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The accuracy of biometric identification depends on the chance of a false positive: the probability that the identifiers of two persons will match. Individuals whose identifiers match might be termed duplicands. When very many people are to be identified success can be measured by the (low) proportion of duplicands. The Government of India is engaged upon biometrically identifying the entire population of India. An experiment performed at an early stage of the programme has allowed us to estimate the chance of a false positive: and from that to estimate the proportion of duplicands. For the current population of 1.2 billion the expected proportion of duplicands is 1/121, a ratio which is far too high.

The article was published in Economic & Political Weekly, Journal » Vol. 51, Issue No. 9, 27 Feb, 2016.

A legal challenge is being mounted in the Supreme Court, currently, to the programme of biometric identification that the Unique Identification Authority of India (UIDAI) is engaged upon: an identification preliminary and a requisite to providing citizens with “Aadhaar numbers” that can serve them as “unique identifiers” in their transactions with the state. What follows will recount an assessment of their chances of success. We shall be using data that was available to the UIDAI and shall employ only elementary ways of calculation. It should be recorded immediately that an earlier technical paper by the author (Mathews 2013) has been of some use to the plaintiffs, and reference will be made to that in due course.

The Aadhaar numbers themselves may or may not derive, in some way, from the biometrics in question; the question is not material here. For our purposes a biometric is a numerical representation of some organic feature: like the iris or the retina, for instance, or the inside of a finger, or the hand taken whole even. We shall consider them in some more detail later. The UIDAI is using fingerprints and iris images to generate a combination of biometrics for each individual. This paper bears on the accuracy of the composite biometric identifier. How well those composites will distinguish between individuals can be assessed, actually, using the results of an experiment conducted by the UIDAI itself in the very early stages of its operation; and our contention is that, from those results themselves, the UIDAI should have been able to estimate how many individuals would have their biometric identifiers matching those of some other person, under the best of circumstances even, when any good part of population has been identified.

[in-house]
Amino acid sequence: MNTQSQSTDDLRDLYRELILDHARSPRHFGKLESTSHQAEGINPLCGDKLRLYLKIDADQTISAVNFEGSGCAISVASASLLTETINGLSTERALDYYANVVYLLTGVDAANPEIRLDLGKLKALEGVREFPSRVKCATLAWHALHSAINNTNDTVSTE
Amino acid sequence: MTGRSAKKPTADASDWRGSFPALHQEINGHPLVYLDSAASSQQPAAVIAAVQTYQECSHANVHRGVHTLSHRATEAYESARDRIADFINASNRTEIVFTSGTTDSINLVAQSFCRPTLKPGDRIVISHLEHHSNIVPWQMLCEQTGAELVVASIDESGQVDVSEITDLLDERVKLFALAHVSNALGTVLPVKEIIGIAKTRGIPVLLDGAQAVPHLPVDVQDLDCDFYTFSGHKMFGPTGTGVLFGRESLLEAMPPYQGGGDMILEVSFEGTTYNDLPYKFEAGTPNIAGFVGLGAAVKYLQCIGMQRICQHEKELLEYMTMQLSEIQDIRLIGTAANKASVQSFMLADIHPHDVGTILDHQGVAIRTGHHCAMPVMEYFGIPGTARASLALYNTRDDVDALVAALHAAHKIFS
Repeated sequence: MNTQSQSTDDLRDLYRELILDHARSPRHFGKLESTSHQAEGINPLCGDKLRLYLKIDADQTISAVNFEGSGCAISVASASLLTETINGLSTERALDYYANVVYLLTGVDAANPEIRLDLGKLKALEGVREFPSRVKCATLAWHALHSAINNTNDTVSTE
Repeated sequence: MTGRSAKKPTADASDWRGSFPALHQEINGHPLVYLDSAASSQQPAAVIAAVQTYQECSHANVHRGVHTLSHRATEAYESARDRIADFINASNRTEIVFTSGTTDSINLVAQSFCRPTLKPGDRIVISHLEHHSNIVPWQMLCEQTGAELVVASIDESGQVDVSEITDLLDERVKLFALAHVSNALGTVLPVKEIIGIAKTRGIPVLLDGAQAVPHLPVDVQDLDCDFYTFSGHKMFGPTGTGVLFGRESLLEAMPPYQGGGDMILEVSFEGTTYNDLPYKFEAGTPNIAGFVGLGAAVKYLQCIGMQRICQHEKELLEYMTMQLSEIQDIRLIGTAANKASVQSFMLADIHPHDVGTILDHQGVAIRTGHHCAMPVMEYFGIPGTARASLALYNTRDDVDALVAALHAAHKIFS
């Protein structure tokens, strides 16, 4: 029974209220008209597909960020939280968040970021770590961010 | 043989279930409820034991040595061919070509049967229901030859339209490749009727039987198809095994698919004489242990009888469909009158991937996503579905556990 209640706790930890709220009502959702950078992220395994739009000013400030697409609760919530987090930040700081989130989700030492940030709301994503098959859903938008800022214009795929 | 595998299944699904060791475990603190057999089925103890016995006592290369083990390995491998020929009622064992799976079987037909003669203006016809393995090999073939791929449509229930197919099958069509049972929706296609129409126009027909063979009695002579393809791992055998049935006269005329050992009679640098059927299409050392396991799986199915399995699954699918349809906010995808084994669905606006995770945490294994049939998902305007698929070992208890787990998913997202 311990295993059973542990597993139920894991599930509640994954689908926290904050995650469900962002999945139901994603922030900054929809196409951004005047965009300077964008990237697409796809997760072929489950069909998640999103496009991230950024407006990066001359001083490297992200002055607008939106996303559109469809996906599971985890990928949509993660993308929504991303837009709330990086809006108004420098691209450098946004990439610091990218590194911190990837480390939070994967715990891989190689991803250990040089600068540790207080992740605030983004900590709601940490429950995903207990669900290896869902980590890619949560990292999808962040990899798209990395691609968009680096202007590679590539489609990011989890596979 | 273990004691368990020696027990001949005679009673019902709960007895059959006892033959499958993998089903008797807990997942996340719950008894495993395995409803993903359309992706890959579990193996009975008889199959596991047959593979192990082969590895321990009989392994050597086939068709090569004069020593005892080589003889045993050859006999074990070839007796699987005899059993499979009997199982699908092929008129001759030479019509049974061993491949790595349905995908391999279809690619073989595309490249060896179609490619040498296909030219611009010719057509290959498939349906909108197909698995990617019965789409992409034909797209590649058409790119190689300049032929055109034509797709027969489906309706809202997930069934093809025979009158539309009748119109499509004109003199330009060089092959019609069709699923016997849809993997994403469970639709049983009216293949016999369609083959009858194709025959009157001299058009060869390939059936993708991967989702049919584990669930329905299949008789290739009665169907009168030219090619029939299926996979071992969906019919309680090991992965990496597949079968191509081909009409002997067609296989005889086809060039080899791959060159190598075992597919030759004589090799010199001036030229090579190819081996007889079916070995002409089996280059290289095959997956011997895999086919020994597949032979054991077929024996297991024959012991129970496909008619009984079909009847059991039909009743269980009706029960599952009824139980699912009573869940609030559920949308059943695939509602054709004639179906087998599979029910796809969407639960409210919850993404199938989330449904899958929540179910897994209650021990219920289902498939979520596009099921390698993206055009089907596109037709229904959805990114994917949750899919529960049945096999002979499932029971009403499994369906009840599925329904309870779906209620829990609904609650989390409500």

Read the full article here.

The author thanks Nico Temme of the Centrum Wiskunde & Informatica in The Netherlands for the bounds he derived on the chance of a false positive. He is particularly grateful to the anonymous referee of this journal who, through two rounds of comment, has very much improved the presentation of the results. A technical supplement to this paper is placed on the EPW website along with this paper.

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